The brightest planets in June’s night sky: How to see them (and when)

I’m sure many of you have seen how a magician makes something or someone appear to vanish, only to make that thing or person reappear a short time later . . . usually in a completely different location.  Well, that’s the kind of vanishing act that the planet Venus has just pulled off.  After dominating our western evening sky during the first half of this year, the brightest planet suddenly left the scene on June 3rd, only to quickly reassert itself in the eastern morning sky.  But the evening sky will not be devoid of a bright planet for too long, as Jupiter and Saturn come up over the east-southeast horizon before midnight at the start of the month and will be well placed for viewing by late evening as the month comes to a close. And before Jupiter and Saturn take the title as this summer’s planetary dynamic duo of the evening, Mercury will serve as the lone early evening planet for the first 10 days of the month, sharing the spotlight with the Gemini Twins, Pollux and Castor.  Meanwhile, Mars continues to approach Earth and continues to slowly ramp-up in brilliance; the combination of its increasing luster and fiery hue call attention to it for anyone outdoors during the predawn hours.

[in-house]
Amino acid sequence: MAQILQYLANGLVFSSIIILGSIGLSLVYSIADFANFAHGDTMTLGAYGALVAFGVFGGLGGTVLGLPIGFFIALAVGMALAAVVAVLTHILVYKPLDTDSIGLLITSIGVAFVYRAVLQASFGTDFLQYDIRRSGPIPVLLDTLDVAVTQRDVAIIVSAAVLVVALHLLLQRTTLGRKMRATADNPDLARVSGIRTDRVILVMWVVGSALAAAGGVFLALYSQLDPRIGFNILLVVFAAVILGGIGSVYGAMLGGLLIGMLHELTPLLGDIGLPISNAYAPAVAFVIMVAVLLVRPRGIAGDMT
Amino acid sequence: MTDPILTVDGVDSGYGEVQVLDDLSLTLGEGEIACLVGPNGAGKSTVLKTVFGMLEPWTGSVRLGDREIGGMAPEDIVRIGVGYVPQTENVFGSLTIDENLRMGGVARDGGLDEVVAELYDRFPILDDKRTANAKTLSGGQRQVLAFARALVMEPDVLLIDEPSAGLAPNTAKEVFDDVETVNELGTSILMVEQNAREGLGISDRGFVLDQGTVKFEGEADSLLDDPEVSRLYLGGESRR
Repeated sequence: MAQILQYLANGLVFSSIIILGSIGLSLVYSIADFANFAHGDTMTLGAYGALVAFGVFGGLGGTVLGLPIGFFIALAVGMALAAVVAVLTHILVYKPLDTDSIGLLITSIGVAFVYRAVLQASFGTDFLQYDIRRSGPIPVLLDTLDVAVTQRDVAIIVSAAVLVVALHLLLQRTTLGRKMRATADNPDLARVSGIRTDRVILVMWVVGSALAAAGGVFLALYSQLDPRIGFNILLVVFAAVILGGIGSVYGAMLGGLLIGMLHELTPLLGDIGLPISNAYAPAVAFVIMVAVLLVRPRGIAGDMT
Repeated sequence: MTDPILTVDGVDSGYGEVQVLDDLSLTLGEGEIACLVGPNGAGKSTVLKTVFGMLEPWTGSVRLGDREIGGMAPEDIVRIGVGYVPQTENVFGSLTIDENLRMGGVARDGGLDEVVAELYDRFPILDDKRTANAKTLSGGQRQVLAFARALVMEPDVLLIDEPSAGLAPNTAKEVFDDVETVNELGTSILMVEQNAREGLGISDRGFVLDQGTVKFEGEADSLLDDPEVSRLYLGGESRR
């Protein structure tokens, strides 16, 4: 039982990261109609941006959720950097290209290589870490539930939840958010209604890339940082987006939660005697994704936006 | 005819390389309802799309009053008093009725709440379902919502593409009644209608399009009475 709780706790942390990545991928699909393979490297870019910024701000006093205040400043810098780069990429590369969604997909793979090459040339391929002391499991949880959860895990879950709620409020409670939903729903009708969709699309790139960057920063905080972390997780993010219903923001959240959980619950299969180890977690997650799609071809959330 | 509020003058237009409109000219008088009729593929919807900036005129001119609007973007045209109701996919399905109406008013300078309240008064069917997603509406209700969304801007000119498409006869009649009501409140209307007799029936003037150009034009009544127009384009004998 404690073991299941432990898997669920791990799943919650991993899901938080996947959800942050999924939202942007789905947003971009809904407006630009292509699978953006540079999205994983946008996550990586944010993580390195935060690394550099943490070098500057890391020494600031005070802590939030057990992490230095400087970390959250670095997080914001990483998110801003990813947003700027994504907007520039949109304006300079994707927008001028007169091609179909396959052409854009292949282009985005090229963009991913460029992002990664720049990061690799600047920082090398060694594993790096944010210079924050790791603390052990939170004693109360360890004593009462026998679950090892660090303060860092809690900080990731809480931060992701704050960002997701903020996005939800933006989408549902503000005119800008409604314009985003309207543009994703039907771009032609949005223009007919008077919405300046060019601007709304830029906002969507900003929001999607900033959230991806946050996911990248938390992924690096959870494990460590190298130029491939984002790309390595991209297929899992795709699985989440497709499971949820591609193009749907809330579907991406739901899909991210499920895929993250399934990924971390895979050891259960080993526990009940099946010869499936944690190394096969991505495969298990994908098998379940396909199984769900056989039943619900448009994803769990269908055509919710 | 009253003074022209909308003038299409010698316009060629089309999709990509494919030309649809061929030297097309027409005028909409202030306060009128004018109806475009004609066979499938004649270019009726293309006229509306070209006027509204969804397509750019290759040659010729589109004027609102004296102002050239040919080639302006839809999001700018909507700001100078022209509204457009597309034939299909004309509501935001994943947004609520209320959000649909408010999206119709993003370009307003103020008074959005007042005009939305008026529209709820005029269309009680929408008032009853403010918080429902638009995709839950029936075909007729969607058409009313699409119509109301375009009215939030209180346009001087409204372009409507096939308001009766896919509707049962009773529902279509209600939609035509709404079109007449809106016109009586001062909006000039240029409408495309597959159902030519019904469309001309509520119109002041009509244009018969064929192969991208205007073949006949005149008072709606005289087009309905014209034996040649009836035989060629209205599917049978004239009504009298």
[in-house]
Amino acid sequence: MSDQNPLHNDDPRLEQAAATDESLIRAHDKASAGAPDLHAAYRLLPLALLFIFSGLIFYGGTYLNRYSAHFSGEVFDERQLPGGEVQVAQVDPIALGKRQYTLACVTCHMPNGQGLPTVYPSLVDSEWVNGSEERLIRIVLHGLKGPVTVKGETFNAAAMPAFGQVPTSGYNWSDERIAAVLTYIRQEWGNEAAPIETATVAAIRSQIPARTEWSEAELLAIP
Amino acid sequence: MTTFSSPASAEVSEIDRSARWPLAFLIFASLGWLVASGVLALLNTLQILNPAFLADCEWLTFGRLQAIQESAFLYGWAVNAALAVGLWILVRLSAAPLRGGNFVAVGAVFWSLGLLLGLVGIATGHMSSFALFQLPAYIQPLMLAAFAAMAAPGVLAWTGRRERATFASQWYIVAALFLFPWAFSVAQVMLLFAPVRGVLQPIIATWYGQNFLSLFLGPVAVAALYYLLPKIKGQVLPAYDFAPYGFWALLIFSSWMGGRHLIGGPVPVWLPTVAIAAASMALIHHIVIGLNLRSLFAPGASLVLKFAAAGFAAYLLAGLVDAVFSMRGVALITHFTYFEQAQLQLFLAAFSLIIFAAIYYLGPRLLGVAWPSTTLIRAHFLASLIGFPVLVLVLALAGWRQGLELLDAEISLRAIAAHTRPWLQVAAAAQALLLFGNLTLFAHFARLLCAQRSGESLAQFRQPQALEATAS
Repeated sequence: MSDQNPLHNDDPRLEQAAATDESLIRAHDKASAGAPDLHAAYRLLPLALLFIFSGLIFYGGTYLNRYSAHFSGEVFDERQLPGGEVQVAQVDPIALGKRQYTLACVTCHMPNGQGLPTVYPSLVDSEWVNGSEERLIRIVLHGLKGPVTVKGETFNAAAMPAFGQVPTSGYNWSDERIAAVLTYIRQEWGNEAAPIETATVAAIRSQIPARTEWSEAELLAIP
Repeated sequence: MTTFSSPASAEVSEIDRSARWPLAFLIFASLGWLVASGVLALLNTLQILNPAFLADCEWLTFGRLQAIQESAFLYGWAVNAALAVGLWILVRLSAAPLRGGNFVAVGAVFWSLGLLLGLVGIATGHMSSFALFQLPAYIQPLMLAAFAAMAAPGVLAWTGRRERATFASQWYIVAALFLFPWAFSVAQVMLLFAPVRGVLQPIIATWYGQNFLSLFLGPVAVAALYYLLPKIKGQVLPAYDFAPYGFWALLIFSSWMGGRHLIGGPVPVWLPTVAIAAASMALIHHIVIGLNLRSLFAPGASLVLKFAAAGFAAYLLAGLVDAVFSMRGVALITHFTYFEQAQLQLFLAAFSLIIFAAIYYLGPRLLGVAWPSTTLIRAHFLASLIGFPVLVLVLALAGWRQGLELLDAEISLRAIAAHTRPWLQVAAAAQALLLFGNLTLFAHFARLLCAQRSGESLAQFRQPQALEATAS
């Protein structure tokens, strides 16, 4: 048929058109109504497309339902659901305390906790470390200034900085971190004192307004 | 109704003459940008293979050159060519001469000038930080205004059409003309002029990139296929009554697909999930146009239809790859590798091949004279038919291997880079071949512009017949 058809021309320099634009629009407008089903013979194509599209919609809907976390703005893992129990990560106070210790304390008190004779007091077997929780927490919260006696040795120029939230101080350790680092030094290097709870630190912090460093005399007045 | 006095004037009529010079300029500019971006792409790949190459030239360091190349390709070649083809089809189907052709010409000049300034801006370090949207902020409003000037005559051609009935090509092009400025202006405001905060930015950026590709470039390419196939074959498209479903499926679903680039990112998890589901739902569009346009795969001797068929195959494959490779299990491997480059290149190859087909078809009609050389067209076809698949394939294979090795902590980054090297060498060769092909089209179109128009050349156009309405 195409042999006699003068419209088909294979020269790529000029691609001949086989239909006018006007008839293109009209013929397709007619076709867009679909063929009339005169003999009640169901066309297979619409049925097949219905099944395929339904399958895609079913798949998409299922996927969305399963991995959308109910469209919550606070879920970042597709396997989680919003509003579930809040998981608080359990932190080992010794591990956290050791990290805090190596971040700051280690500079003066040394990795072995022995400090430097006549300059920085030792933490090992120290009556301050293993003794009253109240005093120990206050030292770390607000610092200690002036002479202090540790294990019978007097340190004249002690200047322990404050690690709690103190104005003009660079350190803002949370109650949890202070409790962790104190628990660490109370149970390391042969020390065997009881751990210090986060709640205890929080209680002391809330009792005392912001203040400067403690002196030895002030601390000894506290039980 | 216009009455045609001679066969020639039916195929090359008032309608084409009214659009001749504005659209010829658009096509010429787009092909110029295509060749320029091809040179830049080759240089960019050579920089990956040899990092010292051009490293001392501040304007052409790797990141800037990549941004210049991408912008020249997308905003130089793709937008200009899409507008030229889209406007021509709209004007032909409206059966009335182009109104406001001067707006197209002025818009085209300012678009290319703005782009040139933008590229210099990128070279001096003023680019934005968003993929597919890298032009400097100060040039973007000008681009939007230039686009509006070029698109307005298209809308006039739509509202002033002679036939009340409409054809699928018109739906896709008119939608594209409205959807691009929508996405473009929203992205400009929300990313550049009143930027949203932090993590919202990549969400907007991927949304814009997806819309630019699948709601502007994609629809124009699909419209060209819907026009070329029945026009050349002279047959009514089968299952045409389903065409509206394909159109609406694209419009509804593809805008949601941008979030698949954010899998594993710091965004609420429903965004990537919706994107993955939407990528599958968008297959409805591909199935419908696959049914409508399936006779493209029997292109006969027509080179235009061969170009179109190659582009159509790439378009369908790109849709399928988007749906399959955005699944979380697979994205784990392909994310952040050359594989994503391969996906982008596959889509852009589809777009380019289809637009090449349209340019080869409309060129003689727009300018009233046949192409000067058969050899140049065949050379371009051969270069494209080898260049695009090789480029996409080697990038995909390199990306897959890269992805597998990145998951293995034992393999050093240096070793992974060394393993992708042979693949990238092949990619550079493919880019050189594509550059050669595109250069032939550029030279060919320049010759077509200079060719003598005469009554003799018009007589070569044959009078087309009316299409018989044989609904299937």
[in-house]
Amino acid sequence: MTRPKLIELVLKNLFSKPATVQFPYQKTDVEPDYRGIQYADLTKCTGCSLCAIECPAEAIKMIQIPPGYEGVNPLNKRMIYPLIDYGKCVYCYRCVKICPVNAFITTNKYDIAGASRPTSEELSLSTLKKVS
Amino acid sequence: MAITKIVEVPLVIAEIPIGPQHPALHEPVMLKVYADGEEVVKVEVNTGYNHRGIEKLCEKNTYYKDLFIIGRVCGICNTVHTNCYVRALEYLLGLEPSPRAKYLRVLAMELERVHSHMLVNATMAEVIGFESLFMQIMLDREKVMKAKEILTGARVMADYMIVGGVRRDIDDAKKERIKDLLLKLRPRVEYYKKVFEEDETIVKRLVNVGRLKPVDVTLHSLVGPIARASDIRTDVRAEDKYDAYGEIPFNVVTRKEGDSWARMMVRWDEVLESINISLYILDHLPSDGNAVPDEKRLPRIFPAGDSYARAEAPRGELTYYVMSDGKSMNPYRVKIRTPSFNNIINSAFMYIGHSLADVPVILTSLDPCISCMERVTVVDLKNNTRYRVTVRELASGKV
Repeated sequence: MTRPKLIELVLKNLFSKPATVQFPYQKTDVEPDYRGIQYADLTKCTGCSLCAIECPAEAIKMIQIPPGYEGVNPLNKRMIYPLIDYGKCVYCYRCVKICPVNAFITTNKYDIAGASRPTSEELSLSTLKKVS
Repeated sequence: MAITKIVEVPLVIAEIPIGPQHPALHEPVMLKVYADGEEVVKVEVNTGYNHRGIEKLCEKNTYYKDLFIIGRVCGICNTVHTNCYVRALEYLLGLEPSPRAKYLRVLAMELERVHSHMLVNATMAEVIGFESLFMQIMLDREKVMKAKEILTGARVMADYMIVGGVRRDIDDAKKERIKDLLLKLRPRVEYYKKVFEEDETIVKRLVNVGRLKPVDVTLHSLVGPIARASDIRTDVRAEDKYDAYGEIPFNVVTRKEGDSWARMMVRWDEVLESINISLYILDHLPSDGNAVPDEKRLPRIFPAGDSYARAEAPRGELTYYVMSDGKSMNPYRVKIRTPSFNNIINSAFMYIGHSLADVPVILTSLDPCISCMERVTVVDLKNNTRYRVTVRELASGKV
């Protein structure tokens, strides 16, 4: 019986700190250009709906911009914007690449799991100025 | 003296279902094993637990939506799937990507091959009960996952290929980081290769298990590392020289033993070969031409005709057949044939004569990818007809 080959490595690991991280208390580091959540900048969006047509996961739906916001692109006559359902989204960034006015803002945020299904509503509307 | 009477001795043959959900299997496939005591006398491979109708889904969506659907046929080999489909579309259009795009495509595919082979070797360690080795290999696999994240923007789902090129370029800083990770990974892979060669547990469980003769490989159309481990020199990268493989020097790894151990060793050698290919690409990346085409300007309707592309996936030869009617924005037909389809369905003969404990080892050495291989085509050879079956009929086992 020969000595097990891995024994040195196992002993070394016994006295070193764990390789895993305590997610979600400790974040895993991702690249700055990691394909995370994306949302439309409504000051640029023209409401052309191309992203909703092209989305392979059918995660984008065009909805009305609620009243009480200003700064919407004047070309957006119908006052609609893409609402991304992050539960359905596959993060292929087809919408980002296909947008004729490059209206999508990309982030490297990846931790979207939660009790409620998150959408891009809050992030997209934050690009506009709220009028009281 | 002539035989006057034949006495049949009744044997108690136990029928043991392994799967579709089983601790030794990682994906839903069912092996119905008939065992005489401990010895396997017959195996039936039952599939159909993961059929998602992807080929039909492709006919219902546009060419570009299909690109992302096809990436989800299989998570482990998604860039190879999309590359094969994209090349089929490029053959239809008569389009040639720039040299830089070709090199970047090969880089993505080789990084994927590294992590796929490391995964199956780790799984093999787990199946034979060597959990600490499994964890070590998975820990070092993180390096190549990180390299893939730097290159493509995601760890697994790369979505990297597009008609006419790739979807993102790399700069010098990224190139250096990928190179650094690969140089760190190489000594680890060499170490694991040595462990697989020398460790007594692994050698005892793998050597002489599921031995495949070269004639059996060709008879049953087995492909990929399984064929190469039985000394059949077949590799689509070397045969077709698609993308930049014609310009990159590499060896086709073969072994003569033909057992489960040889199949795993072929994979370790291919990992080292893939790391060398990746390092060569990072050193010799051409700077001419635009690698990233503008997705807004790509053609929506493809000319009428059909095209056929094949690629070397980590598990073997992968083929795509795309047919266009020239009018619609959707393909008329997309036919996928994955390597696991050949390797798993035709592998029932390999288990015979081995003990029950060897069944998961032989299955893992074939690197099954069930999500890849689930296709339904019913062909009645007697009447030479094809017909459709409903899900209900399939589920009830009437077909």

In our schedule, remember that when measuring the angular separation between two celestial objects, your clenched fist held at arm’s length measures roughly 10-degrees.  Here, we present a schedule below which provides some of the best planet viewing times as well directing you as to where to look to see them.



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